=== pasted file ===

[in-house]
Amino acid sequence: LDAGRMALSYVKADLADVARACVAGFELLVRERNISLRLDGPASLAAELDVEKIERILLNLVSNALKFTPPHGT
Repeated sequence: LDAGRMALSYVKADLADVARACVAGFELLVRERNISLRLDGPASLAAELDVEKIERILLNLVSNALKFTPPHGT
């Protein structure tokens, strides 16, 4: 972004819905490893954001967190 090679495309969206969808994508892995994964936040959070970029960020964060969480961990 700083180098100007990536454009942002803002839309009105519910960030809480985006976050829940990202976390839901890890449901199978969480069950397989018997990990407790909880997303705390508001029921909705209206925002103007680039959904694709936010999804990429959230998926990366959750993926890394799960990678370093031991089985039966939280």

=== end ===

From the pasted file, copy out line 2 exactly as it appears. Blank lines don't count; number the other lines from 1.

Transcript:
Amino acid sequence: LDAGRMALSYVKADLADVARACVAGFELLVRERNISLRLDGPASLAAELDVEKIERILLNLVSNALKFTPPHGT